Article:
PORT RICHEY — It’s easy, especially for children, to think that food comes from the local grocery store, which makes it easy to remain disconnected from the origins of what we eat.

Chef Vince Blancato has dedicated the last 10 years of his life to working with young children to help them understand where the vegetables and fruits we eat come from. His lessons culminate each year about this time with the garden harvest at Northwest Elementary School in Hudson, where he is a volunteer chef. The school garden, tended by the students, grows tomatoes, beans, carrots, radishes, cucumbers, lettuce and a variety of other vegetables. This year’s harvest was bountiful, and for the first time the garden produced enough carrots to feed the entire school at lunchtime. Blancato roasted them for students and faculty to enjoy.

Blancato, stood in for the volunteer chef, Ray Benton, at Fox Hollow Elementary on May 23, where the children also were harvesting. They picked tomatoes, carrots, cucumbers and lettuce, which they were allowed to take home to prepare.

“It teaches the kids how to create life from seeds, and to harvest and eat the vegetables they grow,” said Blancato. “It also encourages them to make healthy food choices.”

Benton, like Blancato, is a member of the Tampa Bay Chapter of the American Culinary Federation, which sponsors the in-school gardening program in Pasco, Pinellas and Hillsborough counties through the ACF Foundation’s Chef & Child Initiative.

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Chef Vince Blancato pours a blueberry smoothie for a student on vegetable harvest day at Fox Hollow Elementary in Port Richey May 23. Blancato is the volunteer chef at Northwest Elementary in Hudson, but was filling in for Fox Hollow’s volunteer chef, Ray Benton. The same week Blancato served roasted carrots grown in the Northwest garden, which produced enough to feed the faculty and all the students of the school.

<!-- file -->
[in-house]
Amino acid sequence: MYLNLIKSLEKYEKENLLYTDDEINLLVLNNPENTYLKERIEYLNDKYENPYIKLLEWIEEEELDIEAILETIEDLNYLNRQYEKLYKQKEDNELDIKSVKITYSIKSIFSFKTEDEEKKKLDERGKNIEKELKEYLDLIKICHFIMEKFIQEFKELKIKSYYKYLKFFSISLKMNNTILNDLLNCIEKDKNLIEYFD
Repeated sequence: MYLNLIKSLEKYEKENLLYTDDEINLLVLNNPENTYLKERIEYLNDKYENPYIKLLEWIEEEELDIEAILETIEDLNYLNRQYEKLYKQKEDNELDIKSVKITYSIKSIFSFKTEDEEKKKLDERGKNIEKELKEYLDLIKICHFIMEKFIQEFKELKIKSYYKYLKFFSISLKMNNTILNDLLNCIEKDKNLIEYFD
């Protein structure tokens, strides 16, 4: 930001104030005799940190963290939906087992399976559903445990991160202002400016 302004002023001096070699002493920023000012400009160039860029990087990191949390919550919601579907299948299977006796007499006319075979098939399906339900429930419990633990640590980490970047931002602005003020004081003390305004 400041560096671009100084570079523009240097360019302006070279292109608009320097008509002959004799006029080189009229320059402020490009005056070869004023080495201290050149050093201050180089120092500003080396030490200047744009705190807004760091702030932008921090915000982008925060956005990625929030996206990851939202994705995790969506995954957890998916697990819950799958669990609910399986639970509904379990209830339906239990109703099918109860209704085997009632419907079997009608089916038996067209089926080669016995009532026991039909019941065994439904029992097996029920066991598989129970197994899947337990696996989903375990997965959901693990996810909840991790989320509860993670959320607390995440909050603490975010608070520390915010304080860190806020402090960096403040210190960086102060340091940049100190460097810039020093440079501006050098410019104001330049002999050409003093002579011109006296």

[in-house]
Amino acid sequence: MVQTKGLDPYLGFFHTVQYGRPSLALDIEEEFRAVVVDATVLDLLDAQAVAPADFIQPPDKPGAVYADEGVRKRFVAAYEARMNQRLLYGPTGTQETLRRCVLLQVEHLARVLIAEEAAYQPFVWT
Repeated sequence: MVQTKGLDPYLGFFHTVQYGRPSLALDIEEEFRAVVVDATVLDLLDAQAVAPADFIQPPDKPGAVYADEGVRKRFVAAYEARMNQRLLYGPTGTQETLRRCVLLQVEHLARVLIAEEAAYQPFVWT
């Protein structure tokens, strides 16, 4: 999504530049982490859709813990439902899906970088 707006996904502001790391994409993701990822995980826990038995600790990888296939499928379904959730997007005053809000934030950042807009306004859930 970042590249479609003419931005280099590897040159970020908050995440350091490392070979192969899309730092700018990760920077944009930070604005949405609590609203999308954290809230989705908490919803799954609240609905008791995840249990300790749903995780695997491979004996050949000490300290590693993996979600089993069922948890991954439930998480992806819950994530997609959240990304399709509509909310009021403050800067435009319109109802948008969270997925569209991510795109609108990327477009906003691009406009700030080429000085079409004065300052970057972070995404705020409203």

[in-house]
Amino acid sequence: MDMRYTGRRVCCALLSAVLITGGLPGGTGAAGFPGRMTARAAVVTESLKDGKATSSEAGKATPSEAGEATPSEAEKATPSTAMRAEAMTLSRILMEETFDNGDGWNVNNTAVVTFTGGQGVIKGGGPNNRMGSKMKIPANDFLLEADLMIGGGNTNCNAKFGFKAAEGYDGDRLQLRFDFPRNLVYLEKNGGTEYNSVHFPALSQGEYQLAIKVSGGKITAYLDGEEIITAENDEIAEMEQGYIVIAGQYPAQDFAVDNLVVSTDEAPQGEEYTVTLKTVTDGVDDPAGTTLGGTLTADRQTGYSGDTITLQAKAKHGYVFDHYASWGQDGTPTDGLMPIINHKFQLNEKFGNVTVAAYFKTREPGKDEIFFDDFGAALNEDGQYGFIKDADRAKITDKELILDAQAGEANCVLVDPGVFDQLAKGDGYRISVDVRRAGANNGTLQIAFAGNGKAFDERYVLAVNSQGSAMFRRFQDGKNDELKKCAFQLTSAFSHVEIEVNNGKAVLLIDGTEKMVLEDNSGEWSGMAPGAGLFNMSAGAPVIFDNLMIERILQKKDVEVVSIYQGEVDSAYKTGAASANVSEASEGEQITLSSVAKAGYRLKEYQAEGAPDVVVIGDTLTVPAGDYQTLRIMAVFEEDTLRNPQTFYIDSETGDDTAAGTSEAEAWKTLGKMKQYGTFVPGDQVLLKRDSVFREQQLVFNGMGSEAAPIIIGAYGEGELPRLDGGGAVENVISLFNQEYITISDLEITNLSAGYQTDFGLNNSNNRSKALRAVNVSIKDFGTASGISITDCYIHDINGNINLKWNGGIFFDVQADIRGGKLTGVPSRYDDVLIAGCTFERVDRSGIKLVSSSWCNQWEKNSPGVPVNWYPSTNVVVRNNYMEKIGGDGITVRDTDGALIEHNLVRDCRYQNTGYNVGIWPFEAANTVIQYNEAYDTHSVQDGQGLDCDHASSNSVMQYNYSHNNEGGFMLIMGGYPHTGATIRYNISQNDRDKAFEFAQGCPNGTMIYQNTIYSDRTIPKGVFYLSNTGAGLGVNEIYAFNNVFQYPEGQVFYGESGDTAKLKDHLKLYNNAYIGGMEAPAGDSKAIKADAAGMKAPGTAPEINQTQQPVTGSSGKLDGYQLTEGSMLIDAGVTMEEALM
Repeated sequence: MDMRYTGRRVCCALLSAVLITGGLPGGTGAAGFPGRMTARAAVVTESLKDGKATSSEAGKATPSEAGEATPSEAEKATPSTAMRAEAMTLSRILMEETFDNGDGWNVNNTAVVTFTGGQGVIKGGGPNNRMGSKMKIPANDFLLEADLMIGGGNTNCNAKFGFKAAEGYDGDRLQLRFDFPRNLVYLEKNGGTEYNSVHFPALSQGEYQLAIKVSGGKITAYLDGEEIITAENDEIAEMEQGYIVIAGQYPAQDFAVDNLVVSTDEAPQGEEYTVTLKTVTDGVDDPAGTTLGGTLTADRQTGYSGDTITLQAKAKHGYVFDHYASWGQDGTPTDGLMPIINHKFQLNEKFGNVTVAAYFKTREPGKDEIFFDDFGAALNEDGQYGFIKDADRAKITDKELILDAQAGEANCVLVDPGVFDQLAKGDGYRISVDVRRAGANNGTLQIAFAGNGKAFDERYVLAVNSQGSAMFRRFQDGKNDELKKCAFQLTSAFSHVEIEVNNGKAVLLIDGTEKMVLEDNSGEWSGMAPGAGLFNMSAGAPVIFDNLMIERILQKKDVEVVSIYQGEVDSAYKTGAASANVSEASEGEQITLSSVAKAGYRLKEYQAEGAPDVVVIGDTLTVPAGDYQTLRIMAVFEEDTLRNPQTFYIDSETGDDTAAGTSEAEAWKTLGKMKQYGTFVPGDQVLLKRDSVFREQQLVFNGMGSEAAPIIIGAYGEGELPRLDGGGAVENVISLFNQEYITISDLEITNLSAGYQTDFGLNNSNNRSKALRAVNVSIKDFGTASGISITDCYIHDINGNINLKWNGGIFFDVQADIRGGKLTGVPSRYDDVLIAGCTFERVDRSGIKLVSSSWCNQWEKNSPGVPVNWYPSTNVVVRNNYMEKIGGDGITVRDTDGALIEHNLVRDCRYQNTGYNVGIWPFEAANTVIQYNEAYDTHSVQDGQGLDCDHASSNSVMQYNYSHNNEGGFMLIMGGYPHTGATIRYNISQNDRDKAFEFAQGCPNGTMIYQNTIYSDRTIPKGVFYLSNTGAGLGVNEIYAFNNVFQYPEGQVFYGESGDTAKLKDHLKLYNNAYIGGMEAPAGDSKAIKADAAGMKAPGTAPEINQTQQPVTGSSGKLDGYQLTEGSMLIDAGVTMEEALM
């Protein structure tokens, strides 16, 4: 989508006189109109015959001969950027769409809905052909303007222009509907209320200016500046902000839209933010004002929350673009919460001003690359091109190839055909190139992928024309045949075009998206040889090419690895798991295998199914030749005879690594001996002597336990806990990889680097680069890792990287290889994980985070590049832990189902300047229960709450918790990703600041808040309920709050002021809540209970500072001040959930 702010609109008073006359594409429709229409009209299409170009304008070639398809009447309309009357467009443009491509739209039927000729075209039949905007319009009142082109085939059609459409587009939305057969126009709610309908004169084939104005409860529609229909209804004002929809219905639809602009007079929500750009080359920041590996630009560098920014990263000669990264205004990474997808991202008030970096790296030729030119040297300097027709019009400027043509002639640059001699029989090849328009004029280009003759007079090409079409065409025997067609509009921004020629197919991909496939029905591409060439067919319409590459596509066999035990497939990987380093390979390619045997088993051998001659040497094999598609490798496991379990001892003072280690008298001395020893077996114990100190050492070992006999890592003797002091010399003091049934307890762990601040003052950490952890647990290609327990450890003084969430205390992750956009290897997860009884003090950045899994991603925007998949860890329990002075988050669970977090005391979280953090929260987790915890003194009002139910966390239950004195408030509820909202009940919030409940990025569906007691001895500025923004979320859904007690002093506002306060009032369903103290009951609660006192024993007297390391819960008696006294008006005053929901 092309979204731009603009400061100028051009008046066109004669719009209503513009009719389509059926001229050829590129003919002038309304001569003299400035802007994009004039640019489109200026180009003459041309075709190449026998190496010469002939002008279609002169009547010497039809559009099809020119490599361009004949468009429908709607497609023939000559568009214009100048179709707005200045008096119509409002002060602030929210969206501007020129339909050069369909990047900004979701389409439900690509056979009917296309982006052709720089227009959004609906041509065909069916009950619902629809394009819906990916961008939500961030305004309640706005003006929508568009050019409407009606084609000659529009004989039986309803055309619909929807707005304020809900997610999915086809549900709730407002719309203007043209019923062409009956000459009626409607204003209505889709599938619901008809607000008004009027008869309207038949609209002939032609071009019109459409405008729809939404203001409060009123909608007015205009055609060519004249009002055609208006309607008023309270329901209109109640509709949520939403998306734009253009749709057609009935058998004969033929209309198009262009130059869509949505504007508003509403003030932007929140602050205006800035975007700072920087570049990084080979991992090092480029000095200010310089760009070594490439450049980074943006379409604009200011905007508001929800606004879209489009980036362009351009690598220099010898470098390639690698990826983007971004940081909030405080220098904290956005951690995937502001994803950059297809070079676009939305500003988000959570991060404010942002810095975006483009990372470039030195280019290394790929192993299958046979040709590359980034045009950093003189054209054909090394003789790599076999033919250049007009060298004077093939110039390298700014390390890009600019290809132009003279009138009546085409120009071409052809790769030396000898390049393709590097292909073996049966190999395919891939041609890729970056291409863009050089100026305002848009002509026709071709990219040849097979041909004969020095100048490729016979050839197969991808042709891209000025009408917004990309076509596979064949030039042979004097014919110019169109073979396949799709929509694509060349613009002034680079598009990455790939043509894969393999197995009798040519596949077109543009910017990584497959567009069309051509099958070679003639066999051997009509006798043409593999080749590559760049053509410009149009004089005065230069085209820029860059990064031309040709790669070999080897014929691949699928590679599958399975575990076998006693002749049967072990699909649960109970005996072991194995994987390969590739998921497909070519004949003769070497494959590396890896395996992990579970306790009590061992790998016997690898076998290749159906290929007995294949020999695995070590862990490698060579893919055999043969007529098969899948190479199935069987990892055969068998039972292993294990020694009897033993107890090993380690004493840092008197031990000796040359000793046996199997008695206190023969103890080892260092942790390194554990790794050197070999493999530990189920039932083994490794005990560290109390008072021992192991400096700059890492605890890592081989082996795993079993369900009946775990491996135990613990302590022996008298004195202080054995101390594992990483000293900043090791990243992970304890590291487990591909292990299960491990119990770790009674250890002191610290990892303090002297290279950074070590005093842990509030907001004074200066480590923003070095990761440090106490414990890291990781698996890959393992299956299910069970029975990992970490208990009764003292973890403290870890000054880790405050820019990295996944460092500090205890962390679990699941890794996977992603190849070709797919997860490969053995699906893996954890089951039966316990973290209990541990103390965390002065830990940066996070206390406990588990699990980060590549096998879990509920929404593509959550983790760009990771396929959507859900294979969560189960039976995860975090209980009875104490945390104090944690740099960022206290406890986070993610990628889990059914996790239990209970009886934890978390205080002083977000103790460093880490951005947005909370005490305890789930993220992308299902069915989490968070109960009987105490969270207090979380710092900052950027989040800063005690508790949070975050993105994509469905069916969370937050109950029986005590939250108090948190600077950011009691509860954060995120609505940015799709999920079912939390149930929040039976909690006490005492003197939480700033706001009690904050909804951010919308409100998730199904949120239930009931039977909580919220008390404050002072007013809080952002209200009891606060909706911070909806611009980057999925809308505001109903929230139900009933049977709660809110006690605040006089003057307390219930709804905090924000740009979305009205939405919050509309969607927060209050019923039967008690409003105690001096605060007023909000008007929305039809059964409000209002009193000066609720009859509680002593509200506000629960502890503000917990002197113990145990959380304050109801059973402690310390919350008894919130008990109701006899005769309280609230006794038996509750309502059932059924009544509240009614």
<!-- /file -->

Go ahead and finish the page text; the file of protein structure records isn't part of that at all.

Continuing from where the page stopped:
Blancato, and the other voluntary elementary school chefs in the county, answered the call a decade ago by then-first lady Michelle Obama’s healthy eating initiative at public schools. Retired from professional cooking, Blancato saw it as an opportunity to put his skills back to work and to give something to the children and his community.

“So I volunteered,” he said. “It was a good cause.”

Blancato, who mixed fresh blueberry, yogurt and apple juice smoothies for the children at Fox Hollow as they harvested in the garden at the rear of the school, said the kids love the day they collect their vegetables.

“It’s when they get to see the results of what they’ve grown,” he said. “They take them home for dinner.”

That’s just what Isabella Bommarrito, 7, was planning to do. She grew beans and lettuce she harvested.

“We’re going to cook them for dinner and make a salad,” she said, proudly displaying her bag of pickings.

Each season, the children choose the seeds they want to plant, and are assisted by volunteer master gardeners who instruct them on the care and feeding of their plants. Master gardener Carolyn Kramer was on hand for the Fox Hollow harvest.

“It’s fun,” said Jaydyn Lopez-Perez, 8, who had just finished harvesting at Fox Hollow and was working on the deep-purple smoothie served up by Blancato. “I like it.”

The school gardening program slows a bit in the summer, as there are a limited number of vegetables that grow well in the summer, said Blancato, who added the programs will take a leap forward soon when planting in 5-gallon buckets will be replaced by in-ground gardens, which will give students more room to grow, said Blancato.

“Some of the schools have already started their in-ground gardens,” he said, adding the food-grade buckets that were being used are limiting, but also wear out and begin to crack in the sun. “We’ll have even more production once we make the switch.”